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By Rabbi Moshe Goldberger | Series: | Level:

“You shall surely rebuke your friend.” (Vayikra 19:17)

If you see someone doing something wrong, it is a mitzvah to explain, in a gentle manner, how he is hurting himself. Keep in mind that your rebuke should not inflict pain and should not be delivered out of hurt feelings. Rather, you are trying to help the other person in order for him to gain more reward in Olam HaBa (Rambam, Hilchos Dei’os 6:7).

The Gemara (Bava Metzia 31a) teaches that one should first improve himself and then teach others. Rashi notes that one who shames a sinner when it is not called for is himself commiting a sin. On the other hand, the Gemara (Shabbos 55a) teaches that one who is able to protest but fails to do so is consedered guilty for condoning the sin.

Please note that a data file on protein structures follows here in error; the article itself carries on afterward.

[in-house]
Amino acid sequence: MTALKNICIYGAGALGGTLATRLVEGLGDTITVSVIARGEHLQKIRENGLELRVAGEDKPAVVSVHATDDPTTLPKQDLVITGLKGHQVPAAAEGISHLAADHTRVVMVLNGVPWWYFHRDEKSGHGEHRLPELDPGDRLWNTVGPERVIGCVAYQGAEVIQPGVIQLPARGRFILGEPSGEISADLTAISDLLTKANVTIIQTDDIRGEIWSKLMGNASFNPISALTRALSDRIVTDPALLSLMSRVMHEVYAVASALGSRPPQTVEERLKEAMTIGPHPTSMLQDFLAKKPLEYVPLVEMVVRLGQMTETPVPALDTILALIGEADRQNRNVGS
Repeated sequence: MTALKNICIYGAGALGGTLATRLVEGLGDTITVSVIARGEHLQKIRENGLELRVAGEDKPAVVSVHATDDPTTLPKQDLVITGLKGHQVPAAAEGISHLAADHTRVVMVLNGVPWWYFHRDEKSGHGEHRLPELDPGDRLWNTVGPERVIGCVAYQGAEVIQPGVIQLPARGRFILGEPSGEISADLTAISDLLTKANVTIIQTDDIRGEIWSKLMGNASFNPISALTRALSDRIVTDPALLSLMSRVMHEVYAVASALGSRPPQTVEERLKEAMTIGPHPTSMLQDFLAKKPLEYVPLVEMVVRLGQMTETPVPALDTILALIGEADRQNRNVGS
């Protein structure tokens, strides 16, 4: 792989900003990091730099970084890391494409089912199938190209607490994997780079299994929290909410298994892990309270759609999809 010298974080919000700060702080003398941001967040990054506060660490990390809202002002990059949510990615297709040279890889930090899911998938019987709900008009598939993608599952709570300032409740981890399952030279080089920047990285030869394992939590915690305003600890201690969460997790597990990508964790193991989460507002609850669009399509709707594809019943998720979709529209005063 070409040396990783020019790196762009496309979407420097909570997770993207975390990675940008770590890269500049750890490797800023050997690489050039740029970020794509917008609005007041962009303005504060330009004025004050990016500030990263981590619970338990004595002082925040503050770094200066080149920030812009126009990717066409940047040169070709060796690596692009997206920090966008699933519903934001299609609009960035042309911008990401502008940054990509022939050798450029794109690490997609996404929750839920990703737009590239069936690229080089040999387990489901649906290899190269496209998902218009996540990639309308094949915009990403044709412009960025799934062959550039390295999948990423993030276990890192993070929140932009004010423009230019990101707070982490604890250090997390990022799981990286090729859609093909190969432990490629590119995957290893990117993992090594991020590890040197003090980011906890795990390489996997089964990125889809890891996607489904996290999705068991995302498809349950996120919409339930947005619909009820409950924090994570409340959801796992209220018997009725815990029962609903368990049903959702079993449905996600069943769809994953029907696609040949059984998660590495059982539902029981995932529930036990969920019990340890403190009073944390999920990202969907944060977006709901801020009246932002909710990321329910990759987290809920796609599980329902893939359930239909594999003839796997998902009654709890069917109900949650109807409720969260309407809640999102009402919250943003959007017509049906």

Text Copyright © 2007 by Rabbi Moshe Goldberger and Torah.org.




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